What are enzymes?



The term enzyme was first coined in 1877 and is derived from the Greek words En Zymen, which mean “in yeast” as reference to first enzymatic activities described in yeast, during alcoholic fermentation.

Enzymes are biological catalysts, meaning catalysts that are found in biological systems such as bacterial cells, plant cells and animal cells. As catalysts, enzymes are molecular components that speed up chemical reactions. Because enzymes are consumed at the beginning of a chemical reaction and regenerated at its end, they are listed in neither the reactants side nor the products side of a typical chemical equation. Instead, the name of the enzyme is typically written on top of the chemical equation’s arrow. The reactant of an enzyme-catalyzed reaction is called Substrate. Enzymes work by forming highly specific complexes the substrate, at a location in the enzyme called the active site.


Enzymes distinguish themselves from traditional chemical catalysts (such as temperature, metals, acidic environments, etc.) in many ways. Firstly, enzymes are specific to the chemical reactions that they catalyze. Typically one enzyme only speeds one particular chemical reaction. The specificity of enzymes is so peculiar that the orientation of one single hydrogen atom in space (as seen in some stereoisomers) could make the difference between catalysis and non-catalysis. By contrast, the traditional catalyst hydrogen ions (H+) can catalyze a wide variety of reactions, with a wide variety of reactants. Secondly, enzymes often work under mild chemical conditions such as mild temperatures and mild pH. These conditions are more compatible with life than the extreme temperatures (sometimes as high as 100◦C) and extreme pH (pH as low as 1), required to speed traditional chemical reactions in a test tube. Finally, enzymes distinguish themselves from traditional catalysts by the fact they accelerate chemical reactions much more efficiently. Carbonic anhydrase, for instance, enhances the rate of its reaction ten million times (107). Urease (an enzyme that catalyzes the hydrolysis of urea) enhances the rate of its reaction an astonishing one hundred trillion times (1014)!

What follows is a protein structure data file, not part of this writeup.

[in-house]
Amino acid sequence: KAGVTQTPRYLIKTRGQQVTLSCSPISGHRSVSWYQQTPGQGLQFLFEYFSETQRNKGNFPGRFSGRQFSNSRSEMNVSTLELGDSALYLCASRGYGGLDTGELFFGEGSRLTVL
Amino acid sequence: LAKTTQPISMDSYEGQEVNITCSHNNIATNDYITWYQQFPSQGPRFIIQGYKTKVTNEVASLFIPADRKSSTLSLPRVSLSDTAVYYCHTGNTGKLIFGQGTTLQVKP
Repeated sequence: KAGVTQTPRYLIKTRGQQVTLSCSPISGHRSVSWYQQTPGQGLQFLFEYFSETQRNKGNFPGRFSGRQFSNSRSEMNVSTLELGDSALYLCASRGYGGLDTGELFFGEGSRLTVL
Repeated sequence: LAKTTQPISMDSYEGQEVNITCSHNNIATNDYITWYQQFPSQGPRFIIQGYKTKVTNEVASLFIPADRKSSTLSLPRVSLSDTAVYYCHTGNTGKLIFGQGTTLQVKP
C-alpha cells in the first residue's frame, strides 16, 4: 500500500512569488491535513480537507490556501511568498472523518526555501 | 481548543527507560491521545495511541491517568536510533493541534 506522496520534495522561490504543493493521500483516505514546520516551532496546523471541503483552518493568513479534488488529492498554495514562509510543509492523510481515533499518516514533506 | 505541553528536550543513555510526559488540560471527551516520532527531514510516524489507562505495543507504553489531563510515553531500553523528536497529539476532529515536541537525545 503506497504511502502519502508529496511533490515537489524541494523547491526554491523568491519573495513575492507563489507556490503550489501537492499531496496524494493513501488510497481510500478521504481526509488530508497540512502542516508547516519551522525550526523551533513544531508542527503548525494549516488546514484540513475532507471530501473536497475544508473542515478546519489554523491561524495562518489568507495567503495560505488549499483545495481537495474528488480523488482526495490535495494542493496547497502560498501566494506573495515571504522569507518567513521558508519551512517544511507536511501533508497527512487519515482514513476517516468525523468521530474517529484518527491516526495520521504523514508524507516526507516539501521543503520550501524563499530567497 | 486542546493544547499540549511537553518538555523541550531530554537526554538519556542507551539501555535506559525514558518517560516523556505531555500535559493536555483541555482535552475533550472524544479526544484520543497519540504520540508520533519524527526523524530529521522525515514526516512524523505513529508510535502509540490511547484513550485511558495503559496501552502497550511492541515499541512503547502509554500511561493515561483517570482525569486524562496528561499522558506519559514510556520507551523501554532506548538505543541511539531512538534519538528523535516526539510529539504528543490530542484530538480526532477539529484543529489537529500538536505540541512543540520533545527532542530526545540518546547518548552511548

The vast majority of enzymes are proteins, meaning polymers of amino acids. Examples include catalase, lactase, DNA polymerase and alcohol dehydrogenase. Although not a rule, the name of an enzyme typically end with the suffix “ase”. A few enzyme are made of ribonucleic acids (RNA). These RNA-enzymes are called ribozymes. Peptidyl transferase 23S rRNA is an enzyme of an RNA-enzyme that is found in the ribosome and that participates in the translation of proteins.

It is believed that life as we know it would not have existed without enzymes.


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